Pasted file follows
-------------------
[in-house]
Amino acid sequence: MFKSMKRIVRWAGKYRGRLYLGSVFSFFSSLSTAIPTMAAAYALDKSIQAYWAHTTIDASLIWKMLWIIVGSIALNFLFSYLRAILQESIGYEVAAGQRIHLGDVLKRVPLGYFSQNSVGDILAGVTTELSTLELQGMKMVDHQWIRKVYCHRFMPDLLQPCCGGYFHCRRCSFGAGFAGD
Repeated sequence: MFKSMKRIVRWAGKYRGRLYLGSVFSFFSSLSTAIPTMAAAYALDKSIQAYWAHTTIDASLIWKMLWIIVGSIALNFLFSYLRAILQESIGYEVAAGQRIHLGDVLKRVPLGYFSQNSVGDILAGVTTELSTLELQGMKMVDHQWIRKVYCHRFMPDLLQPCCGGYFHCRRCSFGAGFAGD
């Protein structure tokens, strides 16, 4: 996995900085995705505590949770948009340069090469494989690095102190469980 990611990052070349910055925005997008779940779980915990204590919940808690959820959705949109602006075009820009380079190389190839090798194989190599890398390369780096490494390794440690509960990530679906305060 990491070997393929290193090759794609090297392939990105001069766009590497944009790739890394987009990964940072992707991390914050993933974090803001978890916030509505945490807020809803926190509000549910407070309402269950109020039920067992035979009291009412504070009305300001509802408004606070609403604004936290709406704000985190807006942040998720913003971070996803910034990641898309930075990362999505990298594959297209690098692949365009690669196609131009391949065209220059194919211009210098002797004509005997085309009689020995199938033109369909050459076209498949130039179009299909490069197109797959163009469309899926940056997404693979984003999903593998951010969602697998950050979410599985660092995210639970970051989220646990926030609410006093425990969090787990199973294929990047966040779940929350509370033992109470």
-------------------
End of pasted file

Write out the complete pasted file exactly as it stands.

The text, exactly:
[in-house]
Amino acid sequence: MFKSMKRIVRWAGKYRGRLYLGSVFSFFSSLSTAIPTMAAAYALDKSIQAYWAHTTIDASLIWKMLWIIVGSIALNFLFSYLRAILQESIGYEVAAGQRIHLGDVLKRVPLGYFSQNSVGDILAGVTTELSTLELQGMKMVDHQWIRKVYCHRFMPDLLQPCCGGYFHCRRCSFGAGFAGD
Repeated sequence: MFKSMKRIVRWAGKYRGRLYLGSVFSFFSSLSTAIPTMAAAYALDKSIQAYWAHTTIDASLIWKMLWIIVGSIALNFLFSYLRAILQESIGYEVAAGQRIHLGDVLKRVPLGYFSQNSVGDILAGVTTELSTLELQGMKMVDHQWIRKVYCHRFMPDLLQPCCGGYFHCRRCSFGAGFAGD
């Protein structure tokens, strides 16, 4: 996995900085995705505590949770948009340069090469494989690095102190469980 990611990052070349910055925005997008779940779980915990204590919940808690959820959705949109602006075009820009380079190389190839090798194989190599890398390369780096490494390794440690509960990530679906305060 990491070997393929290193090759794609090297392939990105001069766009590497944009790739890394987009990964940072992707991390914050993933974090803001978890916030509505945490807020809803926190509000549910407070309402269950109020039920067992035979009291009412504070009305300001509802408004606070609403604004936290709406704000985190807006942040998720913003971070996803910034990641898309930075990362999505990298594959297209690098692949365009690669196609131009391949065209220059194919211009210098002797004509005997085309009689020995199938033109369909050459076209498949130039179009299909490069197109797959163009469309899926940056997404693979984003999903593998951010969602697998950050979410599985660092995210639970970051989220646990926030609410006093425990969090787990199973294929990047966040779940929350509370033992109470």